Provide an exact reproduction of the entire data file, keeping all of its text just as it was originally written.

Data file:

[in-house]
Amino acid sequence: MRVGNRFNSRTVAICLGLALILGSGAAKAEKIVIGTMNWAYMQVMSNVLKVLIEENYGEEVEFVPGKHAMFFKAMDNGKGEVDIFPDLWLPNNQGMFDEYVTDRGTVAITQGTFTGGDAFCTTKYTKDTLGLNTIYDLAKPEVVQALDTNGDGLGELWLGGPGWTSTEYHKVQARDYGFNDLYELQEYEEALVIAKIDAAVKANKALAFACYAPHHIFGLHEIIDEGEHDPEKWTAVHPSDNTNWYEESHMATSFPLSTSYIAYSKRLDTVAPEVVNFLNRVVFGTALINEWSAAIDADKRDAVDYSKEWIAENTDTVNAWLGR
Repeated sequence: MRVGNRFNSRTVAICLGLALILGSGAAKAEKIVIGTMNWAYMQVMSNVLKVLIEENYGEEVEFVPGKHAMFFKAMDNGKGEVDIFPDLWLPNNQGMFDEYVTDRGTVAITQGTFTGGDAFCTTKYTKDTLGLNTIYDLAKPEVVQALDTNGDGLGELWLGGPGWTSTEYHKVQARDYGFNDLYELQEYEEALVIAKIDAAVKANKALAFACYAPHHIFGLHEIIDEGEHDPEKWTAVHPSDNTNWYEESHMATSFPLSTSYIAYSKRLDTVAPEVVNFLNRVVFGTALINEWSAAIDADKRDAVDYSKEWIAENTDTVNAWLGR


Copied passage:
[in-house]
Amino acid sequence: MRVGNRFNSRTVAICLGLALILGSGAAKAEKIVIGTMNWAYMQVMSNVLKVLIEENYGEEVEFVPGKHAMFFKAMDNGKGEVDIFPDLWLPNNQGMFDEYVTDRGTVAITQGTFTGGDAFCTTKYTKDTLGLNTIYDLAKPEVVQALDTNGDGLGELWLGGPGWTSTEYHKVQARDYGFNDLYELQEYEEALVIAKIDAAVKANKALAFACYAPHHIFGLHEIIDEGEHDPEKWTAVHPSDNTNWYEESHMATSFPLSTSYIAYSKRLDTVAPEVVNFLNRVVFGTALINEWSAAIDADKRDAVDYSKEWIAENTDTVNAWLGR
Repeated sequence: MRVGNRFNSRTVAICLGLALILGSGAAKAEKIVIGTMNWAYMQVMSNVLKVLIEENYGEEVEFVPGKHAMFFKAMDNGKGEVDIFPDLWLPNNQGMFDEYVTDRGTVAITQGTFTGGDAFCTTKYTKDTLGLNTIYDLAKPEVVQALDTNGDGLGELWLGGPGWTSTEYHKVQARDYGFNDLYELQEYEEALVIAKIDAAVKANKALAFACYAPHHIFGLHEIIDEGEHDPEKWTAVHPSDNTNWYEESHMATSFPLSTSYIAYSKRLDTVAPEVVNFLNRVVFGTALINEWSAAIDADKRDAVDYSKEWIAENTDTVNAWLGR